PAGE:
Vaccines, Autism & Epidemiology - A Call for Better Science - Mothering Forums

 
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#1 of 6 Old 03-04-2013, 09:04 AM - Thread Starter
 
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Here is an interesting article by someone who clearly isn't anit-vax and would prefer there not to be a link be a link between vaccines and autism, but feels that to date the epidemiological studies have not shown that to be the case.

 

 

 

 

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[I] am not saying I believe autism and vaccinations share a relationship with one another, nor am I saying I believe they do not. What I’m trying to bring light to is the fact that the science which has been used to address this question, in my perception, has been woefully inadequate in its capacity to answer it. We need more lab-based studies, ones which look at exposure and then gauge, not only changes in animal behavior, but changes in brain development. And studies, I would stress, which comprise scientists who are well-trained and offer reliable results; not the slapdash methodology which comes from inexperience. The benefit of animal studies is the reduction of variables which must be accounted for, offering the researcher a better means to judge cause and effect in minute detail. Epidemiology offers no such benefit.

http://insolemexumbra.wordpress.com/2013/03/03/vaccines-autism-epidemiology-a-call-for-better-science/

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#2 of 6 Old 03-04-2013, 10:23 AM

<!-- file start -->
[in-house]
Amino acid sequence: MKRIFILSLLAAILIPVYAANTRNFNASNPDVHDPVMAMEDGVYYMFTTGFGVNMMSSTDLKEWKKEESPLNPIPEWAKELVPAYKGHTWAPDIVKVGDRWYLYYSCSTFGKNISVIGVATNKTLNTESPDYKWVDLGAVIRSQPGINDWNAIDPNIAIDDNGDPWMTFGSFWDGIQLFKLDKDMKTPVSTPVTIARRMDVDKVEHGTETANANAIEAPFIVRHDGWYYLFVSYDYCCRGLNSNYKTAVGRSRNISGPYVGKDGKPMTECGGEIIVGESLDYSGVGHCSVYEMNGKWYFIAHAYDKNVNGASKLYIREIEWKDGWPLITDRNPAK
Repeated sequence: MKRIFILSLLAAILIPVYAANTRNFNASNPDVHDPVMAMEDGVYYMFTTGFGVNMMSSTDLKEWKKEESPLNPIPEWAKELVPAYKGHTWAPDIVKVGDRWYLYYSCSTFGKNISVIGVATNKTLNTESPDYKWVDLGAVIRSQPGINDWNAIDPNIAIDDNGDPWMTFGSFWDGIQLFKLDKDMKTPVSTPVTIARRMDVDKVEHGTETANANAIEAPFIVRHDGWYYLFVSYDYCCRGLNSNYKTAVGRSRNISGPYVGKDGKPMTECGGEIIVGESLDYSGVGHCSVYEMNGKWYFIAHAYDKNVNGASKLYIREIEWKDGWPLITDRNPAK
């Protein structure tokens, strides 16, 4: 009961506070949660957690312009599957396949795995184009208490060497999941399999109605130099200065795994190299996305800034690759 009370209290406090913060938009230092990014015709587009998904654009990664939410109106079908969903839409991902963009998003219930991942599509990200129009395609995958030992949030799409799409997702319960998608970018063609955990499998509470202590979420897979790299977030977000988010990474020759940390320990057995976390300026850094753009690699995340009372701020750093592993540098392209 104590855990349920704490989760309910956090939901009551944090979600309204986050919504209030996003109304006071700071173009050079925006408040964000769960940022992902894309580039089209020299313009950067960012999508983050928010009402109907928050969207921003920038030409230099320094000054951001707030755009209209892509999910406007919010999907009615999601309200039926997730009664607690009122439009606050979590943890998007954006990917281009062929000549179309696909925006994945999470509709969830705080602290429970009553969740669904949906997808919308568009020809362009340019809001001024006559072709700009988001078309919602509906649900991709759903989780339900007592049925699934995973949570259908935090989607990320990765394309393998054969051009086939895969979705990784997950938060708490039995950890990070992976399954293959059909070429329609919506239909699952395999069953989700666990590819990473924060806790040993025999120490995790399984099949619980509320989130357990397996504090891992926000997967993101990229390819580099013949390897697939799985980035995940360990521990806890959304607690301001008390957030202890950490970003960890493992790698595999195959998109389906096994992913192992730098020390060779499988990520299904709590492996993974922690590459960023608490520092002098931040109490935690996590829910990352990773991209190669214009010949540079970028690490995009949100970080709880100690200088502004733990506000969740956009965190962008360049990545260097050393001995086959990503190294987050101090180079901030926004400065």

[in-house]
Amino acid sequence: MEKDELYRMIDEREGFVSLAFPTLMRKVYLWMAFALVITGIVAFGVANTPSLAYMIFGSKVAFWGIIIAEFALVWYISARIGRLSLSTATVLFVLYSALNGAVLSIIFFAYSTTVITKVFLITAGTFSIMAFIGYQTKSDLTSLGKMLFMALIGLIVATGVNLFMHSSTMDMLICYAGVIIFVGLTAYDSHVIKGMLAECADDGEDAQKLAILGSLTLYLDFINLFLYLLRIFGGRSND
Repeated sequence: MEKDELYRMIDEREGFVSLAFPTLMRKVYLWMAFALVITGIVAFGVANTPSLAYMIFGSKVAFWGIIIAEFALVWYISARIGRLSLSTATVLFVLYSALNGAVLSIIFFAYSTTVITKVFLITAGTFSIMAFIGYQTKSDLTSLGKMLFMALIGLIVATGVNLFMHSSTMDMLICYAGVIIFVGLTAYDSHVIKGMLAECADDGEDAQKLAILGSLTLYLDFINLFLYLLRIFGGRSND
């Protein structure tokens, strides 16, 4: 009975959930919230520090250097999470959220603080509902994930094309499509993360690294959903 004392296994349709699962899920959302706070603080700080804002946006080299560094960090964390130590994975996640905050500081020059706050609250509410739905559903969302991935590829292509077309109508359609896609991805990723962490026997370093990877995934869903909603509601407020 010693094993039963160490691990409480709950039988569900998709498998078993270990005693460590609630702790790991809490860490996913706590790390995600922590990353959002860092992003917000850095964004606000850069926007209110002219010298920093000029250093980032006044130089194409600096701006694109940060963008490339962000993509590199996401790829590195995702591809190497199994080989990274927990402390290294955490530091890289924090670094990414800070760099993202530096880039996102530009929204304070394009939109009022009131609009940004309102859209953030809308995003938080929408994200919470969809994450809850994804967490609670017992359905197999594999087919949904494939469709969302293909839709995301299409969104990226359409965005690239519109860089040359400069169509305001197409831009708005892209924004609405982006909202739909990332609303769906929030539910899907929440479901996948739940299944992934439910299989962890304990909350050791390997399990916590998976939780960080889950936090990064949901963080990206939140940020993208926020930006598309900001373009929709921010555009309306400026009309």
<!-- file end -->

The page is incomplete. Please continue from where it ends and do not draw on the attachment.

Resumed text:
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I completely agree with what he says here.
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Well, you can just call me a scientific stickler I guess, because to me epidemiological studies generally don’t answer questions but raise them and are meant to lead lab-based science in the directions it needs to go to answer those questions.

What I'm not sure I agree with is a great need for lab studies on a question that epidemiological studies haven't raised in the first place.
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#3 of 6 Old 03-04-2013, 10:26 AM
 
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Ooh and this.
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Some researchers say that a hypothesis test can have one of two outcomes: you accept the null hypothesis or you reject the null hypothesis. Many statisticians, however, take issue with the notion of ‘accepting the null hypothesis.’ Instead, they say: you reject the null hypothesis or you fail to reject the null hypothesis.

Man after my own heart.
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#4 of 6 Old 03-04-2013, 01:27 PM
 
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Interesting reading. She makes some good points. Thanks for sharing Mirzam.

PS. Rrrrrachel - the writer is called Emily. Seems to be a "woman after your own heart". smile.gif

Mother of two living in UK. Daughter (2007) born in USA, son (2010) born here. I'm pro natural birth, midwife care, breastfeeding, co-sleeping, baby wearing and a keen advocate of cloth diapering. I'm a full time working research scientist (physical sciences). Vaccines save lives.
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#5 of 6 Old 03-04-2013, 01:39 PM
 
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Oh. Sorry. Gender bias.
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#6 of 6 Old 03-04-2013, 01:42 PM
 
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No worries. We all suffer from that.

Mother of two living in UK. Daughter (2007) born in USA, son (2010) born here. I'm pro natural birth, midwife care, breastfeeding, co-sleeping, baby wearing and a keen advocate of cloth diapering. I'm a full time working research scientist (physical sciences). Vaccines save lives.
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